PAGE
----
Antigua is one of the islands that make up the Caribbean nation of Antigua and Barbuda. It is quintessentially Caribbean, awash with candy-coloured villages, a rum-infused vibe and friendly locals that offer wide-smile welcomes. [ReadMoreMob]
Ringed with coral reefs in azure waters, Antigua is known for its sandy beaches – all 365 of them. This natural paradise is filled with vibrant flora and fauna, botanical parks and natural phenomenon, such as the Devil's Bridge, that demand exploration.
There is a distinct English accent to the island, which boasts the attractive English Harbour and the magnificently restored Nelson’s Dockyard. Admiral Horatio Nelson made his base here in the 1780s, and the colonial-style capital, St John’s, includes a marina and the Dockyard Museum. Walking trails lead up to Shirley Heights, a former military lookout with panoramic views across the islands and bays. [ReadMoreDesk]
When it comes to food, it is fish with a smattering of meat and hearty stews. And what else, other than a glass of Caribbean rum, to wash it down? The warmth of the sun and the peaceful nature of the islanders is further enhanced by their infectious steel-drum music.
For complete tranquillity, Antigua’s smaller, undeveloped neighbour, Barbuda, is literally one single, divine beach, and one of the region's most significant Frigate bird sanctuaries.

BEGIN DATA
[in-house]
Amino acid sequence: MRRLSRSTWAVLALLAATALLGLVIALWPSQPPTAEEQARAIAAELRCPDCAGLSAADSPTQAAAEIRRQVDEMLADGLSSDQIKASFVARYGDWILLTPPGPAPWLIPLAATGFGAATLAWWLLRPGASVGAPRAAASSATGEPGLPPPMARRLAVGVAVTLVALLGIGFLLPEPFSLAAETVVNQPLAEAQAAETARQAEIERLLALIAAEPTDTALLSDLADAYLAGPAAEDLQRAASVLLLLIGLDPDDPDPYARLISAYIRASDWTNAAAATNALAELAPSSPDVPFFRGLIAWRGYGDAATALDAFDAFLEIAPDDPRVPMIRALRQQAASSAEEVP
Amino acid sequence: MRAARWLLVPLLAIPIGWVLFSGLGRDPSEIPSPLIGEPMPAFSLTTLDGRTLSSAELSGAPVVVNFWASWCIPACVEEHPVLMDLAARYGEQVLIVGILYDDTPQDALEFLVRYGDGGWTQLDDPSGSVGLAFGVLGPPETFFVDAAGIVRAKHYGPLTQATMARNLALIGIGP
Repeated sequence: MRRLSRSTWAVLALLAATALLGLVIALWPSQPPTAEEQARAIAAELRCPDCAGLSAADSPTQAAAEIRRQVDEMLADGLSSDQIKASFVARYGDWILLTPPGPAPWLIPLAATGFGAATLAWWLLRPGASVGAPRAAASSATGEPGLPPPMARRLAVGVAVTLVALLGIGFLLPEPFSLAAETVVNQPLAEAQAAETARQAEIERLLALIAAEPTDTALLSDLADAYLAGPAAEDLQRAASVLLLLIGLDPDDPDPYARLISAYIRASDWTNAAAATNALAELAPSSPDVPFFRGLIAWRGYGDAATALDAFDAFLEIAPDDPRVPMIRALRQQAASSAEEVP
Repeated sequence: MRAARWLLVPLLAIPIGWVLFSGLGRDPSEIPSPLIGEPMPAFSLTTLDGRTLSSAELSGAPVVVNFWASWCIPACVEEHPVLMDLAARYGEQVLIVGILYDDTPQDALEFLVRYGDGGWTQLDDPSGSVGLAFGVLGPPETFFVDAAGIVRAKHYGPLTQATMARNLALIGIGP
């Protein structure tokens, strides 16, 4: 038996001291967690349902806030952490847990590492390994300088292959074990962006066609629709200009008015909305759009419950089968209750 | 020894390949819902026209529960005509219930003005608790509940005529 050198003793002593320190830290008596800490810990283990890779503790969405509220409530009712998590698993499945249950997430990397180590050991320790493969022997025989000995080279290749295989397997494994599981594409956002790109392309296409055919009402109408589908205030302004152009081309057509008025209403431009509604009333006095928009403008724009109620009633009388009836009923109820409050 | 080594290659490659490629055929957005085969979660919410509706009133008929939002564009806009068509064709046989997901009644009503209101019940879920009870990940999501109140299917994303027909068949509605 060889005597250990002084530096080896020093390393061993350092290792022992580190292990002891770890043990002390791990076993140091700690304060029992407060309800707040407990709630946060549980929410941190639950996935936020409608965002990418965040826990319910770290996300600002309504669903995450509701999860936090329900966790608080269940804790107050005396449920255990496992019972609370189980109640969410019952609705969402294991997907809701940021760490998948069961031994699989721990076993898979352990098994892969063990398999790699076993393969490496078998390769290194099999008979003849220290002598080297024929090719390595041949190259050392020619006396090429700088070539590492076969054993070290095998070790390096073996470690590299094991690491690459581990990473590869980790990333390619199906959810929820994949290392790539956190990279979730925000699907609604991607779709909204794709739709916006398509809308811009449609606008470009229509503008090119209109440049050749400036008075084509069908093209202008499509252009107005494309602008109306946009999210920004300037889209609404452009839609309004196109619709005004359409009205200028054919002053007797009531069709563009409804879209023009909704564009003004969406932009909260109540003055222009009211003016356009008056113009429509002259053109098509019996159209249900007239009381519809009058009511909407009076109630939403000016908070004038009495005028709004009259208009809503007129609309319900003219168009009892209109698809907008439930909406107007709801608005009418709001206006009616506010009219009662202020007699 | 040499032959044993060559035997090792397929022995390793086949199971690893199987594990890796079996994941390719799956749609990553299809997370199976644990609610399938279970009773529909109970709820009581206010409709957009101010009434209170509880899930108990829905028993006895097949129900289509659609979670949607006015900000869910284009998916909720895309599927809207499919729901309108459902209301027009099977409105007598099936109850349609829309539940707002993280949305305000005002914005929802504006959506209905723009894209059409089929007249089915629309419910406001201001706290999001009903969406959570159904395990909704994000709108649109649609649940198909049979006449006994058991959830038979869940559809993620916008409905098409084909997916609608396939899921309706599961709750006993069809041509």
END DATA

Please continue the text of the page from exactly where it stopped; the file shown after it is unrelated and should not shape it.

St John's, Antigua and Barbuda
For anyone looking to relax and soak up the Caribbean sunshine, Antigua offers dreamy white sand and crystal clear blue waters in abundance. There are no fewer than 365 beaches on the island – one for each day of the year, if you ask the locals!
Nelson’s Dockyard is one of Antigua’s most famous sites. The area, which was named after Admiral Horatio Nelson, who was based here in the 18th century, is the only working Georgian dockyard in the world today. The dockyard's operations date from 1745, and the buildings were used by the Royal Navy until 1889. During the Napoleonic Wars, it was the headquarters for Nelson and the British Navy. Today Nelson’s Dockyard has been restored to its 18th century prime.
Antigua maintains many links with Britain including St John's Cathedral, built of British brick, Nelson's dockyard and, of course, Eric Clapton's house.